It’s a descriptor I’ve had multiple writing professors warn me against. And I understand why. It’s cliche, and it’s more or less meaningless considering how often it’s used to describe something that barely elicits a jowl droop. But what about those times your mouth actually does fall open in awe at the sight of what lies in front of you?
That’s what happened to me at Meteora.
My expectations were stratosphere-high the morning I woke up in Kalambaka, ready to finally lay eyes on the clifftop monasteries I’d heard and read so much about. Every person I know who’d been struggled to find words to describe the experience, and photos appeared to be from a movie set rather than an actual non-fictional space on this planet. The previous day’s exploration of Delphi had only heightened my anticipation.
And as the bus heaved around the final bend, and the first limestone cliffs emerged in the distance, there was only one way to describe the scene ahead: jaw-dropping.
I was on day two of a Two Day Trip to Delphi and Meteora from Athens, a tour I’d signed on for to maximize my extremely limited time left in Greece and finally scratch my Meteora itch. The historically important area was originally home to twenty four Eastern Orthodox monasteries, of which six still remain. Five monasteries are open per day, with the rotating sixth taking a turn being closed to visitors, so the monks or nuns may pray in peace. Our guide would take us on guided tours to two, starting with The Holy Monastery of Varlaam.
After huffing the steep steps from the parking lot, donning modesty skirts and shawls, and being dutifully handed our thin paper tickets, our tour guide Joy gathered us close. For once I listened intently to a guide’s words rather than scurry away with my camera, and marveled at the history that had seeped deep into the walls over the past seven centuries.
And then eventually, you know, I scurried away with my camera.
Photography is not allowed within the inner sanctums of the buildings, but there was plenty to play with within sanctioned areas.
“So are you a professional photographer then?,” one of my fellow tour members asked, as I obsessively tried to capture the Greek flag flapping in front of a squinting sun. “No, just an asshole with a big camera who likes to pretend to be one,” I replied, and we cackled in unison. I was starting to appreciate these tour groups, and their built-in audience to my bad jokes.
One of the most amazing aspects of the monasteries? They were built without roads or paths up to the doors — materials were lifted using pulley systems that are still in use today. I stood at the bottom of the Holy Monastery of Varlaam for a full twenty minutes before we left, just watching the basket be lifted and lowered from the tower above. A relic from another era, still in use today.
Which makes visiting Meteora a lot like going back in time.
Between our two monastery visits, we pulled over to the side of the road at a viewpoint where we could admire the unique topography of the valley. Meteora literally means “suspended in the air,” and I could see why. The cliffs looked like the fingers of the Earth, trying to claw their way into the sky.
Formed by earthquakes, smoothed by water and wind, these cliffs form one of the most distinctive landscapes I’ve ever seen.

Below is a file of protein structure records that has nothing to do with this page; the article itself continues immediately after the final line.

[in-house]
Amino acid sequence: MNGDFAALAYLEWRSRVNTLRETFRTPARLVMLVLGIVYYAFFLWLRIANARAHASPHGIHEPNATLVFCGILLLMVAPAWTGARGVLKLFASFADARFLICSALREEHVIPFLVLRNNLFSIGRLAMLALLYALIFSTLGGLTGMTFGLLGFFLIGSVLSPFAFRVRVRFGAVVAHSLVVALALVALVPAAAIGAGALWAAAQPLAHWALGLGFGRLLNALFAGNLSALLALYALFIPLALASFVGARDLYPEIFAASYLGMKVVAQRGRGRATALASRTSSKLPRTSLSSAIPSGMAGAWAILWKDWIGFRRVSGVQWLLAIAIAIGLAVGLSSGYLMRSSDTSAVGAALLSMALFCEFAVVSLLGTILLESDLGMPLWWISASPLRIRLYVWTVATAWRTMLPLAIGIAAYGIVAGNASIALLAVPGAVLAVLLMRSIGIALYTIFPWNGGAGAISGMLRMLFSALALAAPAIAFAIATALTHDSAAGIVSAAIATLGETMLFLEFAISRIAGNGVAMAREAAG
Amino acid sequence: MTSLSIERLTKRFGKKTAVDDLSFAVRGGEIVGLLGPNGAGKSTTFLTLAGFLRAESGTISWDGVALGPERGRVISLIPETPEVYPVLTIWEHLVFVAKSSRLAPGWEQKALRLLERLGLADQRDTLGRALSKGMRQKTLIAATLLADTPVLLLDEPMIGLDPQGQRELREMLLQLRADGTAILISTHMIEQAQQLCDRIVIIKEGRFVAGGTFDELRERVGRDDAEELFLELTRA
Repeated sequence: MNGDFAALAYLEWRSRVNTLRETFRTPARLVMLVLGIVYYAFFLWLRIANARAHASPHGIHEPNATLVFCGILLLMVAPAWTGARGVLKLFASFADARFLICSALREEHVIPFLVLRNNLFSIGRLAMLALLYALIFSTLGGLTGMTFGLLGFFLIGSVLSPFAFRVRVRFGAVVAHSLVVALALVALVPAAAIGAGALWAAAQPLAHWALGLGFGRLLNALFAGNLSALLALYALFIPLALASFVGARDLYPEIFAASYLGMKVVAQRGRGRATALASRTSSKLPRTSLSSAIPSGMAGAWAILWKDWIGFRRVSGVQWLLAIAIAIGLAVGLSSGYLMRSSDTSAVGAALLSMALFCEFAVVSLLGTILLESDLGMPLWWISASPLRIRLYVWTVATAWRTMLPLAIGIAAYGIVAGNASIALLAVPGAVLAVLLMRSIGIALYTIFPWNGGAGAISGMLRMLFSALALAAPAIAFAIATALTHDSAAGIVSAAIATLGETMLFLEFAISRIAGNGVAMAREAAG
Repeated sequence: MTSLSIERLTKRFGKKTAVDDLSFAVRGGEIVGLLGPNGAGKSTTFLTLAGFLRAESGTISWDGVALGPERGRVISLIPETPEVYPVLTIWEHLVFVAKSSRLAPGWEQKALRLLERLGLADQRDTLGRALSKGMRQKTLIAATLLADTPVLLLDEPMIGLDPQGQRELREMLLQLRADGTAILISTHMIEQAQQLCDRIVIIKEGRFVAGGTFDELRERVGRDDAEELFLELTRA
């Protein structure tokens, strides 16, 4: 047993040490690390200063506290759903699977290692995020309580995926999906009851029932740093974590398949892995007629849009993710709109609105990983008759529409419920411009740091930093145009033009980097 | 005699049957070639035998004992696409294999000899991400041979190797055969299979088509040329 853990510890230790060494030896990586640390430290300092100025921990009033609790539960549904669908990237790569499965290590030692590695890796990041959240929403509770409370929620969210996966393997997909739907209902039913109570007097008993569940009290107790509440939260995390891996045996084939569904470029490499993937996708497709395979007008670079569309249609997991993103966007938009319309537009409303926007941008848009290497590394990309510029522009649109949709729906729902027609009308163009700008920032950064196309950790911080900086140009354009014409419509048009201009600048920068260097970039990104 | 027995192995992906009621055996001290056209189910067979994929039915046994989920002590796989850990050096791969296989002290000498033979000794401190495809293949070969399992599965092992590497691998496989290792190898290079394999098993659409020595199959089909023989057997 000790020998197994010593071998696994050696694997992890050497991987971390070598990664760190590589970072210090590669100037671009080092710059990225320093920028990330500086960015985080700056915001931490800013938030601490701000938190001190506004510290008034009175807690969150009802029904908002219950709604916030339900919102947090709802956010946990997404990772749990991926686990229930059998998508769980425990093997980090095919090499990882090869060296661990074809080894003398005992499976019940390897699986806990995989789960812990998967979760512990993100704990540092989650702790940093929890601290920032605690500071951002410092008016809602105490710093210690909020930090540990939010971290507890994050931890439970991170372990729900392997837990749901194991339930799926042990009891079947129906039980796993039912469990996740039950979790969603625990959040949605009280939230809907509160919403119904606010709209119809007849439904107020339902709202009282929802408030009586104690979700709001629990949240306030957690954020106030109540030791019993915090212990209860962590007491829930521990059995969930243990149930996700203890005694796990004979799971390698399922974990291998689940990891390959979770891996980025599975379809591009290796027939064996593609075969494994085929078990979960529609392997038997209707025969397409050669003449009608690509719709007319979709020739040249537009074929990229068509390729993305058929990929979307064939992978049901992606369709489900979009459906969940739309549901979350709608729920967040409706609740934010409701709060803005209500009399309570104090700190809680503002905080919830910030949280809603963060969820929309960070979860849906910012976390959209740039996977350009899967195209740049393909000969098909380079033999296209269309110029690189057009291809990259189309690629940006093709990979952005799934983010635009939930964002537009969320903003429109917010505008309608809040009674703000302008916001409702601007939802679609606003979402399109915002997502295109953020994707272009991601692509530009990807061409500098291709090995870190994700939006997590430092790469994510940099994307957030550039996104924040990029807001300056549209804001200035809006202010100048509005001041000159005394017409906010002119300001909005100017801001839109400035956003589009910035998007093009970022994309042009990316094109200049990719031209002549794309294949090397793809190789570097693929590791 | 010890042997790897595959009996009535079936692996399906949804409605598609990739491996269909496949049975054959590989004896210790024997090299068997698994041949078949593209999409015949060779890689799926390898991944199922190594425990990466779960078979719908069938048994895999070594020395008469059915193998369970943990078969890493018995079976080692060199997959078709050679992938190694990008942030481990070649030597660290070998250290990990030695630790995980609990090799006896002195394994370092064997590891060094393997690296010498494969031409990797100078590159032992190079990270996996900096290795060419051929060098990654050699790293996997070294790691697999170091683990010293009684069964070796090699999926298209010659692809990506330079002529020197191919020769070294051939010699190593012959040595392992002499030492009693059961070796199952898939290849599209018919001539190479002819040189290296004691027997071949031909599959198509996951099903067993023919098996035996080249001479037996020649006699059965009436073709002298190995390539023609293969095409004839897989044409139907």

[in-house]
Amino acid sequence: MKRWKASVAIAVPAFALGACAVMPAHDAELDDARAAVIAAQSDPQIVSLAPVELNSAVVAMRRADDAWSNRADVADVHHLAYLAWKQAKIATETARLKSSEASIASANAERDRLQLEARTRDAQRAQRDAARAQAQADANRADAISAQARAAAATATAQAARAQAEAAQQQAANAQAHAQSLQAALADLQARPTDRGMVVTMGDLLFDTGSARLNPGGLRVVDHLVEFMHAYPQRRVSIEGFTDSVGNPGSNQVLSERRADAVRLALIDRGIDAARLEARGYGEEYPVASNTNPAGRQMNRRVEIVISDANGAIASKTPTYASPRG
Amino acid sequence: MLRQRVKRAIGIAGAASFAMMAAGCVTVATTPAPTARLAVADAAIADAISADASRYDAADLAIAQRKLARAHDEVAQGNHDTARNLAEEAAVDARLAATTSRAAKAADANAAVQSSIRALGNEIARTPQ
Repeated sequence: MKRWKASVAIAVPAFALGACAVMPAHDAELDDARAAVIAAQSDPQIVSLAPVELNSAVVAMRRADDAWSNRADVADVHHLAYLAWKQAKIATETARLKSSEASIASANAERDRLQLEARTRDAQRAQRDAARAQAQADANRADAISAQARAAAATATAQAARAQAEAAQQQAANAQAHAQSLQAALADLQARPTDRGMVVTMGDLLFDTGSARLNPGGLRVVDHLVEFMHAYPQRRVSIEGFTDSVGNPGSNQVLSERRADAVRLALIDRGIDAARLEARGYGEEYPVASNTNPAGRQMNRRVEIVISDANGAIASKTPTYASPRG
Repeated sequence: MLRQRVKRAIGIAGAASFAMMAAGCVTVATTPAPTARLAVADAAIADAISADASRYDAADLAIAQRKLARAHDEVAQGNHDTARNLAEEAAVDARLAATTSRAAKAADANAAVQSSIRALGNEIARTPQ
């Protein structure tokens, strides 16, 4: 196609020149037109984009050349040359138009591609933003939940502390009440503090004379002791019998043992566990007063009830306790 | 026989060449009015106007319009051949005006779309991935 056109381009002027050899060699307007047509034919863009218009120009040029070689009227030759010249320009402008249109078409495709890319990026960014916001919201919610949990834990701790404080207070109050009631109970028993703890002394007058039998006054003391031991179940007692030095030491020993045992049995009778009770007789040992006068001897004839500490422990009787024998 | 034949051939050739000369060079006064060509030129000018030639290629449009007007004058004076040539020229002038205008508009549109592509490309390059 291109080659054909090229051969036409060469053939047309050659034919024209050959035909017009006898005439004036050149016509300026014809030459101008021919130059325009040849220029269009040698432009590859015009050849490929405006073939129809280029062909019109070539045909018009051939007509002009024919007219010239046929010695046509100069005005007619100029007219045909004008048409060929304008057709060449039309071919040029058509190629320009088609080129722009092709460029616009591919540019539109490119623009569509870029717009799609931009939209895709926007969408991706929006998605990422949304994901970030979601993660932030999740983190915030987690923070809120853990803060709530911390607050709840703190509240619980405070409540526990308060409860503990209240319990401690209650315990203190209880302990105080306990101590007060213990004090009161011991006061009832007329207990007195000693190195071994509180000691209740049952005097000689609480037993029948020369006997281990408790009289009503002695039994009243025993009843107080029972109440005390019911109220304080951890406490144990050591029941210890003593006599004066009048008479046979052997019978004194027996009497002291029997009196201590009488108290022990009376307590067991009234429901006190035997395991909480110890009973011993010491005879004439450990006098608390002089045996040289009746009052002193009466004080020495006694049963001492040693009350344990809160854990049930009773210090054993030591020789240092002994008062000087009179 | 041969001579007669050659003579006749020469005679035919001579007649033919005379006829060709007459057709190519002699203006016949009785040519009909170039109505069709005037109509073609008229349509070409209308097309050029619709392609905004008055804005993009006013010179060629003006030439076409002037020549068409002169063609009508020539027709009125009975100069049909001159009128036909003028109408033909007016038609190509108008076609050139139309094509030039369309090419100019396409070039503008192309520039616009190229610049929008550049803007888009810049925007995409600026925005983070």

At one point, our guided pointed out a cave filled with fabric and clothing, a tradition kept up by the local villagers from nearby Kastraki.
Our next stop was Agiou Stefanou, the only monastery populated by nuns rather than monks. While this monastery was perched much closer to ground level, the surroundings were no less dramatic.
The monasteries of Meteora are indeed flooded with tourists — at least in the summer. Joy confided that her favorite time to visit is in the winter, when there’s a light dusting of snow on the ground and no footprints from fellow tourists to mar it. Yet regardless of the number of people I was sharing the experience with, Meteora had an unshakeable spiritual air.
While ideally I would have spent several days based in Meteora, visiting all the monasteries and taking part in some of the adventure travel opportunities in the area, sometimes compromises have to be made. This tour involves a significant number of hours on the road, and there is no time to enjoy either the beautiful hotel you stay in or the modern versions of the ancient cities you visit. Regardless, I’m so grateful there is an option out there that allowed me to make it to Meteora in the days I had left in Greece.
And there were bonuses — the views from the bus seat made the hours pass quickly, and the alternative for those trying to replicate the route independently are pretty nightmarish (there is no direct public transportation from Delphi to Meteora, meaning either multiple bus transfers or an extremely expensive private transfer). Our hotel and both meals included there were lovely. Our guide Joy was, well, truly a joy. While I wasn’t overly impressed with the typical tourist restaurants we were bussed to for our non-included lunch both days, Joy happily pointed me in the direction of where I could walk to grab to cheap gyro instead. All in all, it was the perfect note to end my pitch perfect time in Greece — and Europe — on.
My first trip to Greece was a tease, just a week — enough to know I wanted to come back someday, enough to know I really liked the place. This time, leaving Athens almost a month after I first passed through — this was enough to know that I love this country, that I want to come back again and again.
Recently a friend and I made a list of every country we’d ever been to, and then challenged each other to pick our top five favorites. It was a struggle to narrow down out of my twenty-six, but when I finished, there was a scrawled ballpoint pen heart marked firmly next to number thirteen: Greece.
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